I had the pleasure to present Chrystal Craver with a special award for her services to the club over the last years, including, among other things, help with our library.
At this month’s meeting – March 26, 9:00AM at Cabrillo Middle School – we will have a presentation on how to photograph wood art, by the renowned photographer and CIW member Art Waldinger.
I look forward to seeing you. — Pedro
The following list of members have offered to act as mentors to any member of the club who wishes to have hands-on instruction. This can be done at the mentor’s shop or at the member’s home on their own lathe. It is an excellent way for beginning turners to quickly learn basic skills and safety and for more advanced turners to develop new ideas and skills. Using your member roster, give any mentor a call to arrange a time. If you don’t have your roster or want to add your name to the mentor list, give the newsletter editor a call.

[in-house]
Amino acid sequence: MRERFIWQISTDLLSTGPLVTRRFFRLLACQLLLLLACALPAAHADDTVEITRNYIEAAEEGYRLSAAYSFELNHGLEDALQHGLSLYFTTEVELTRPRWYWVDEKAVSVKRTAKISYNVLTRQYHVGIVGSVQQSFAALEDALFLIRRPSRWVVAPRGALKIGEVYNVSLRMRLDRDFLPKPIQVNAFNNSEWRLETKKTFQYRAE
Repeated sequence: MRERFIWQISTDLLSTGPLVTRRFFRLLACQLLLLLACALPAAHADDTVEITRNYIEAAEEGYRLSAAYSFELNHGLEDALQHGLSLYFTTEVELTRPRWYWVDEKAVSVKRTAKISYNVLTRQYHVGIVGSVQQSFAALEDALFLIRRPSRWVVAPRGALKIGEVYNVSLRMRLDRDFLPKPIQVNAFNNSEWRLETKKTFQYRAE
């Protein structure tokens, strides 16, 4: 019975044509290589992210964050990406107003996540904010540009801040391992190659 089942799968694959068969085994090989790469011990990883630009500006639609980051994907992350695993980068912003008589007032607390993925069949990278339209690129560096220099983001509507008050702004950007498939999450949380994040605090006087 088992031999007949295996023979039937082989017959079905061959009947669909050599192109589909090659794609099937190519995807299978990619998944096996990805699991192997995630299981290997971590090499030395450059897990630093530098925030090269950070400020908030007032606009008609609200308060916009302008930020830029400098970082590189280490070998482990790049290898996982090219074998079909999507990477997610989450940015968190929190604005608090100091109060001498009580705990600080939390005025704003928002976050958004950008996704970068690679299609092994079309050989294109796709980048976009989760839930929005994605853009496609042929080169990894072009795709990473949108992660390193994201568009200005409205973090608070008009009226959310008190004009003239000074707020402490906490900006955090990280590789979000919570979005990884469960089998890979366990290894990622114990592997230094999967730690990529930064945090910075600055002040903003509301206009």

Each mentor can teach basic skills; some have also listed specific topics in which they are especially interested or have more advanced skills.
Bruce Berger Any topic including segmented turning
Warren Brown Any topic
David Frank Any topic
Al Geller Open form bowls, natural edge bowls, bowl design
Ron Lindsay Any topic including hollow turning freehand
Jim Rinde Anything to do with using and turning resins, turning goblets, hollow turning with a boring bar with/without a laser
Herm Ross Miniatures; tool making and metal work
Chuck Stevenson Basic turning; he is learning to do segmental work
Gary Toro Anything you want to make
Sam Turner Any topic (if he doesn’t know how, he will learn it with you)
|Turning(s) of the Month